A Hackathon’s Day Labor
It’s been about a month later and there is a looming threat in the distance for participants in hackathons.
One of my favorite pastimes in a stage of my life where the phenomena of having close to no free time, is actually spending my time on DevPost. While there I look at quite a number of hacks and appreciate them like how Khaled does with his romantic interests. I always think about the possible work that have gotten into them and like to read the stories that go with each hack. It bears a resemblance to voyeurism, where I am given a chance to look into the emotions and challenges of a particular hackathon (just so long as there is a “proper” submission story).
For me personally, the labor of love that is input through the meticulous nature of whatever I am responsible for makes every single mistake and breakthrough hold an equally important place in my head. And then to have it at the end of the set time period sold through a passionate appeal to judges to get them be as excited as what our team made is just as wonderful. You go from moments of frustration, worry and in some cases small victories in a battle to get your hack completed or consider the alternative as you sit in resignation as what you done wasn’t good enough. I have been in both situations.
These stories told through peoples hacks, products and in cases ideas give a common fabric that at least everyone can have in common. It is a wonderful common denominator to have as a preponderance whenever talking to someone who has had the privilege to be involved in these events relatively recently. As you go increasingly in depth as to what are common experiences at hackathons there is a wide range of variability of what is felt. But what about a feeling that is less common that felt by a select few unfortunately happens, the feeling of having your hack’s technical complexity be unnoticed?
The story starts on a Friday evening at a local mall in Miami near the campus of Florida International University. My team foregone a Major League Hacking sanctioned hackathon to go to a benefit hack that had an audacious claim to help the Cuban people connect to the internet at this very mall. (Although I haven’t written about the subject at length, internet freedom is very important to me.) The mall is very ethnically representative of the mostly Cuban diaspora here in south Florida. On the backdrops of 90’s era Americana, an eerie feeling of a mall being revived as a shopping center that represented the people that lived here was symbol of the fusion of the two cultures that surrounds the Hialeah area. This building was definitely past it’s prime and represented a bygone era that I would never have the chance to experience except through digital media.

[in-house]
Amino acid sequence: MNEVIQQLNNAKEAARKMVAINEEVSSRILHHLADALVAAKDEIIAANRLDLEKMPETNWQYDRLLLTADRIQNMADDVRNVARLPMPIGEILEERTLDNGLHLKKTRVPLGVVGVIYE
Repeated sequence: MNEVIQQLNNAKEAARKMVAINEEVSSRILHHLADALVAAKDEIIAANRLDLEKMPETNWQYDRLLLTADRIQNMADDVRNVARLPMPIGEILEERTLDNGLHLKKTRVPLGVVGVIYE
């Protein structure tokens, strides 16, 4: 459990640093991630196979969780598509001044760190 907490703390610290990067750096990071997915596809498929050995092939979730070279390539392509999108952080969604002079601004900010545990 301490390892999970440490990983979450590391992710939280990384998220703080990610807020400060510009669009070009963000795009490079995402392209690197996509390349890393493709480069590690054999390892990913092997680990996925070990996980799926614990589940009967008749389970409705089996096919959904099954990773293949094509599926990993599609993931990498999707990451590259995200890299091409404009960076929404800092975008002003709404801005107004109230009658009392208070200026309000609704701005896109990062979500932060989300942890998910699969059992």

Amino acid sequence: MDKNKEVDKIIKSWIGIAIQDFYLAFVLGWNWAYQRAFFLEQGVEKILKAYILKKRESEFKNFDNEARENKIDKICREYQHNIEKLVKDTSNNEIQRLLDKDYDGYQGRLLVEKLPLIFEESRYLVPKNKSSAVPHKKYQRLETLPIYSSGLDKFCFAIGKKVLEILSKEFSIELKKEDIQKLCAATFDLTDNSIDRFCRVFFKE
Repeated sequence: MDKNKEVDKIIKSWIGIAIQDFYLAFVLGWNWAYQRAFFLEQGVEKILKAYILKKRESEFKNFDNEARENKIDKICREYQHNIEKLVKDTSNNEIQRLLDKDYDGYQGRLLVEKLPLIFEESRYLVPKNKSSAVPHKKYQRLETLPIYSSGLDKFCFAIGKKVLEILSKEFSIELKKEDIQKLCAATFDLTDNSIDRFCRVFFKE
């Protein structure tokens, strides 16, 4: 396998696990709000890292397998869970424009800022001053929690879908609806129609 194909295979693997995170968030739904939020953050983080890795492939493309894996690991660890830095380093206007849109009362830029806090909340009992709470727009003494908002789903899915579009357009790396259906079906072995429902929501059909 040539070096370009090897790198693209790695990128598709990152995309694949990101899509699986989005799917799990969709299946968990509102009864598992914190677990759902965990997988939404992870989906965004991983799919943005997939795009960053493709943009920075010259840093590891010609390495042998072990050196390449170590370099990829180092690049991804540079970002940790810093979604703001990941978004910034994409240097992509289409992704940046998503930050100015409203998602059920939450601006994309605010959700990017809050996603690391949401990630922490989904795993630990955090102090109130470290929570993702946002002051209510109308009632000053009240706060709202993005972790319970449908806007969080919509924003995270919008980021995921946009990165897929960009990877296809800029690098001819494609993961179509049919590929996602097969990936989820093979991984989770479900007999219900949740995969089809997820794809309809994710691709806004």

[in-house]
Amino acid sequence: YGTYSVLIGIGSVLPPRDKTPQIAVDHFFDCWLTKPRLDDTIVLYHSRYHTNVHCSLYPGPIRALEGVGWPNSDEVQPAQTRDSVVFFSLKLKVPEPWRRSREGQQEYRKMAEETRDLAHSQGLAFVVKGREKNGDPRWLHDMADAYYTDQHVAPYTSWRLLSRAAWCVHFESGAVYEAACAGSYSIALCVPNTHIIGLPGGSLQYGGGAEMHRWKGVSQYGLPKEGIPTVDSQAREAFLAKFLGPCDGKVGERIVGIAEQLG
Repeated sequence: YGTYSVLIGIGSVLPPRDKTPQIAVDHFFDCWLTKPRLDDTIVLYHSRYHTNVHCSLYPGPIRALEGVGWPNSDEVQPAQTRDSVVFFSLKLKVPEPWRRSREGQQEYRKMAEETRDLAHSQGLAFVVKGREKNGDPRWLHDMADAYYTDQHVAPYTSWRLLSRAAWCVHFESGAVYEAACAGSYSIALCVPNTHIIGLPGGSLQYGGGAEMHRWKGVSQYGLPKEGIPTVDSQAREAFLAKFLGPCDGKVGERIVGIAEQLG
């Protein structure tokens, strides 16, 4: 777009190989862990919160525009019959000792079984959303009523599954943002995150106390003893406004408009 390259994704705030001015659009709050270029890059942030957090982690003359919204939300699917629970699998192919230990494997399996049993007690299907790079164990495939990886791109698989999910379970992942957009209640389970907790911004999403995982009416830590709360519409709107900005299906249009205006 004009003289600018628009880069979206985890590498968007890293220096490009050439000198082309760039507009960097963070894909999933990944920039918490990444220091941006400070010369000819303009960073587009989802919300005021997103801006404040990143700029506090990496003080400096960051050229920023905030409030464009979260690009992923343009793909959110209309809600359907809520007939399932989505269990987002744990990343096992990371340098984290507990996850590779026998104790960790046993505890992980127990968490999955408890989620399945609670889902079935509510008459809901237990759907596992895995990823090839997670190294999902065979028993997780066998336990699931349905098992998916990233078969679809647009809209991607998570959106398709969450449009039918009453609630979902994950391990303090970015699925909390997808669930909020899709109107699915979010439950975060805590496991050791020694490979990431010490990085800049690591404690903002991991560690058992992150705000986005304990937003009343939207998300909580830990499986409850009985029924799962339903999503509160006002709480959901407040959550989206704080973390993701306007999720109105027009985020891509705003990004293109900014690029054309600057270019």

We go into the hacking space, it is a small vocational school, very humble grounds reminded me of a middle school classroom. But the venue doesn’t matter to us, we are here to make internet accessible. We are thrilled at the opportunity to make something potentially life changing especially as the backdrop of sanctions were being lifted off the island. Free access to information was one of the many reasons why I can consider my self cultured enough to talk and enjoy many subjects and pursuits giving that opportunity to a poorly connected landscape would be just as amazing.
So we start asking questions, what are the use cases are to help refine our hack idea, we started off with a browser client that would be a more user friendly TOR or a mesh new browser that would pull websites and information and content from each connected user. After a few queries we found out that wasn’t feasible on the island as computers were mostly found at work and most people used their phones. But it felt suspicious that the organizers were insisting on doing it.
After brief deliberations and a drive back home (because the hacker space closed at 9 PM, it is a mall after all) we ended deciding to start building a web browser that used SMTP to make requests. This story wont be about the way how the hack was implemented (if you want to find out feel free to look at the project’s DevPost called “Cambio”, Alastair Paragas did a great job documented what the team did). So after the arduous task of creating the application and having a pitch that brought the room down, it had one flaw. It didn’t use the sponsor API. Our hack lost to people that used the PHP DOM scraper API, and supposedly it wasn’t mandatory. First place went to people who didn’t even pitch and worked on their hack outside of the accepted time frame.
How is hackathon judging supposed to be done?
Now I am not a believer in recognition for the sake of it, but there are quite a bit of irregularities with the judging process at MLH and non-MLH hackathons that should be communicated to it’s participants. Because even though hackathons are immensely jovial events- there still is a element of competition. …and as long as that element stands, there should be some semblance of objectivity.
Here are some good questions to answer.
- What are the organizers looking for?
- Are they looking for technical impressiveness of the hack?
- How innovative is it?
- Does pitch/presentation matter?
There are multiple ones unstated, but it is still wise to keep in mind that subjectivity will still be a major factor, and that part is wonderful. But it will help prevent some powerpoint presentations leaking from some start-up weekends. My next post will go into some specific problems that the organic hackathon community faces, and no… it is not MLH.